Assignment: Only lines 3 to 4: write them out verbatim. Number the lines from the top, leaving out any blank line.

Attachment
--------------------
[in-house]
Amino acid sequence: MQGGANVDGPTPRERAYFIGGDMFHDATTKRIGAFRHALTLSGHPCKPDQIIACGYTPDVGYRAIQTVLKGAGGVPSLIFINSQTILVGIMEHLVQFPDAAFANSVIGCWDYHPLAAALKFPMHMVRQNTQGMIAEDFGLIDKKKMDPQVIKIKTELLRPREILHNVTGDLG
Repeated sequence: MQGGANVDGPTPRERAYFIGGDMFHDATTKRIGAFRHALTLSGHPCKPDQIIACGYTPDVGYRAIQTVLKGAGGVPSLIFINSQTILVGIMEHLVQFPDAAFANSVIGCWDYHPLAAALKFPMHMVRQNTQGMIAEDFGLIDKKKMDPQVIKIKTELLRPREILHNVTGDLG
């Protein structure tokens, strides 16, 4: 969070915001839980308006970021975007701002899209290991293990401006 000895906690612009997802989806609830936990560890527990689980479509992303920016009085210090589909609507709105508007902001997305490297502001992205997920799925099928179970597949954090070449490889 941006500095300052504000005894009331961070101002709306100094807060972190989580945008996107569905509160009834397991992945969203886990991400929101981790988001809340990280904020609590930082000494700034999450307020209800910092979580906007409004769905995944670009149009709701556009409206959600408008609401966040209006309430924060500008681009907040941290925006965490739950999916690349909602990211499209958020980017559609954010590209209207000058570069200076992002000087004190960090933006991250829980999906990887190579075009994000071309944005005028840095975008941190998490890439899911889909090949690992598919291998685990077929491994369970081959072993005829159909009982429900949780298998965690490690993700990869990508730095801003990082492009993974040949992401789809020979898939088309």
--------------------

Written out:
Repeated sequence: MQGGANVDGPTPRERAYFIGGDMFHDATTKRIGAFRHALTLSGHPCKPDQIIACGYTPDVGYRAIQTVLKGAGGVPSLIFINSQTILVGIMEHLVQFPDAAFANSVIGCWDYHPLAAALKFPMHMVRQNTQGMIAEDFGLIDKKKMDPQVIKIKTELLRPREILHNVTGDLG
């Protein structure tokens, strides 16, 4: 969070915001839980308006970021975007701002899209290991293990401006 000895906690612009997802989806609830936990560890527990689980479509992303920016009085210090589909609507709105508007902001997305490297502001992205997920799925099928179970597949954090070449490889 941006500095300052504000005894009331961070101002709306100094807060972190989580945008996107569905509160009834397991992945969203886990991400929101981790988001809340990280904020609590930082000494700034999450307020209800910092979580906007409004769905995944670009149009709701556009409206959600408008609401966040209006309430924060500008681009907040941290925006965490739950999916690349909602990211499209958020980017559609954010590209209207000058570069200076992002000087004190960090933006991250829980999906990887190579075009994000071309944005005028840095975008941190998490890439899911889909090949690992598919291998685990077929491994369970081959072993005829159909009982429900949780298998965690490690993700990869990508730095801003990082492009993974040949992401789809020979898939088309």